How the West weakens rules-based global order
Powerful countries continue to sacrifice international law at the altar of political expediency. They actively quote international law to judge the actions of their adversaries but disregard it to support their unlawful actions and those of allies
The year 2022 shall go down in history as one that posed a fundamental challenge to the international legal order due to Russia’s illegal invasion of Ukraine. The world — especially the United States (US) and Canada — didn’t leave any stone unturned to remind Russia about its illegal occupation. The United Nations (UN) was repeatedly used to adopt resolutions indicting Moscow. Western powers are correct in pointing out that Russia’s invasion of Ukraine is illegal because it constitutes an unlawful use of force, not mandated by the UN Charter. Furthermore, Russia’s occupation of Donetsk, Luhansk, Zaporizhzhia, and Kherson — four regions that are an integral part of Ukraine – is also illegal. Russia claims that these four regions have had referendums. However, the so-called “referenda” were conducted in areas under Russian occupation. Thus, it is unlikely that they constituted a genuine expression of popular will. Furthermore, consequent to the occupation, Russia unilaterally merged these four Ukrainian territories with it. This is illegal because it violates Article 43 of the 1899 Hague Regulation. Russia, being the occupier, has no “sovereignty” but only “authority” over these regions.
But the same western powers turn Nelson’s Eye to another blatant violation of international law, that of Israel’s occupation of Palestinian territory. Israel’s occupation of the West Bank began in 1967 and has deepened over 55 years, notwithstanding an advisory opinion by the International Court of Justice (ICJ) and adverse UN Security Council resolutions. The hypocrisy of the West’s respect for international law lay barefaced when the UN General Assembly (UNGA)’s Special Political and Decolonization Committee voted on a resolution on Israeli practices affecting the human rights of the Palestinian people. The resolution is significant as it came against the background of the recent Israeli election won by a coalition of Right-wing parties, with some having strong anti-Palestine sentiments.
While the resolution was overwhelmingly adopted, Israel contested it and referred to ICJ as a “weapon of mass destruction”. Since ICJ is the UN’s principal judicial organ, this is equivalent to launching a frontal attack on the UN Charter. Yet, astoundingly, several western powers voted against the resolution and chose to stand with Israel.
The resolution seeks legal answers to two questions. First, what are the legal consequences arising from the violation by Israel of the right of the Palestinian people to self-determination, from its prolonged occupation, settlement, and annexation of the Palestinian territory occupied since 1967? Second, how do the policies and practices of Israel affect the legal status of the occupation, and what are the legal consequences that arise for all States and the UN from this status?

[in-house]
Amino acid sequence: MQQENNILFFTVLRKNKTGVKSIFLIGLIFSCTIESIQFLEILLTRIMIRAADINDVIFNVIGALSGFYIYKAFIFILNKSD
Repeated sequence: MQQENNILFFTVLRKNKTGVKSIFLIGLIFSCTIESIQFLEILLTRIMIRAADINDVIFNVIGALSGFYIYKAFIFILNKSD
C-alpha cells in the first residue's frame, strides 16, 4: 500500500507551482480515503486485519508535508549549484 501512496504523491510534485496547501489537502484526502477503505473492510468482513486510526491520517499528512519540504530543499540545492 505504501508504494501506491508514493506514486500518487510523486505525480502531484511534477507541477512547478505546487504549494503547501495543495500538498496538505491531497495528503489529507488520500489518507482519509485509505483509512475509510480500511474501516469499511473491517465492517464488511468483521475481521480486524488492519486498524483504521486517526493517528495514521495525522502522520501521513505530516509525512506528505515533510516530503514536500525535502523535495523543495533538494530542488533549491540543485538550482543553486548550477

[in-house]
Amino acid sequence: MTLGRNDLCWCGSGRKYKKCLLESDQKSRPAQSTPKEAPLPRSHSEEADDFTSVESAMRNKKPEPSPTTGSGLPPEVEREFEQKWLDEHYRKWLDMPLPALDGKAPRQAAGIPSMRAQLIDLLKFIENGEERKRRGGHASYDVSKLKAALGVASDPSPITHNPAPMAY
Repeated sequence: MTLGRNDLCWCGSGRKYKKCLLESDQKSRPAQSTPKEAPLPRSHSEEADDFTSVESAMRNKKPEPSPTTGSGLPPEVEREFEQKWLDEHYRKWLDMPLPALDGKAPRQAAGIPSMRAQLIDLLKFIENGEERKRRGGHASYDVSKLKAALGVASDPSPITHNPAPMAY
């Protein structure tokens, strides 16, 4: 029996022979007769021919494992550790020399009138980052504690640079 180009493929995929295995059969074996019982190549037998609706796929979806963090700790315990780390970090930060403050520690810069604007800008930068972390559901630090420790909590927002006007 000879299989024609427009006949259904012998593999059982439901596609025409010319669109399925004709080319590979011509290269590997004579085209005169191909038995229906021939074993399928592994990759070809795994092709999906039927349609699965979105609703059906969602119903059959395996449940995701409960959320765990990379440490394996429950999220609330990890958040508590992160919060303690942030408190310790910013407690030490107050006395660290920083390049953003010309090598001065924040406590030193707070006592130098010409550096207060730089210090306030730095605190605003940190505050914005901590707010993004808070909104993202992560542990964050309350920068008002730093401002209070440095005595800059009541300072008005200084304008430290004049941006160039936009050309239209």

The answer to both these questions will have significant ramifications in the future. For instance, the right to self-determination is the legal right of people to decide their destiny and is a settled principle of international law. Therefore, Palestinian people’s right to self-determination means that Israel must end its occupation of Palestine. Likewise, all countries will be under an international legal obligation not to recognise Israel’s illegal occupation of Palestine, just like Russia’s illegal occupation of Ukraine should not be recognised.
Israel’s chutzpah at the UN, its impertinence for ICJ, and the West’s soft corner for Israel’s illegal occupation are not new. In 2003, UNGA adopted a resolution seeking ICJ’s advisory opinion regarding a wall that Israel had constructed on Palestinian soil cutting through Palestinian communities. ICJ, in the “the Wall” case, opined that Israel’s actions violated international law under various treaties. Though ICJ’s advisory opinions are not binding, they carry legal and moral weight. Supporting Israel, the US, Germany, and Australia made submissions to ICJ against giving any opinion. Canada requested the court to be cautious while deciding what to do with UNGA requests.
In 2022, history is repeating itself. Unfortunately, powerful countries continue to sacrifice international law at the altar of political expediency. They actively quote international law to judge the actions of their adversaries but disregard it to support their unlawful actions and those of allies. This heads I win tails you lose approach is the chief reason for the abject failure to erect a durable rules-based international order.
Prabhash Ranjan is a professor at the Jindal Global Law School. Aman Kumar is assistant professor, IFIM Law SchoolThe views expressed are personal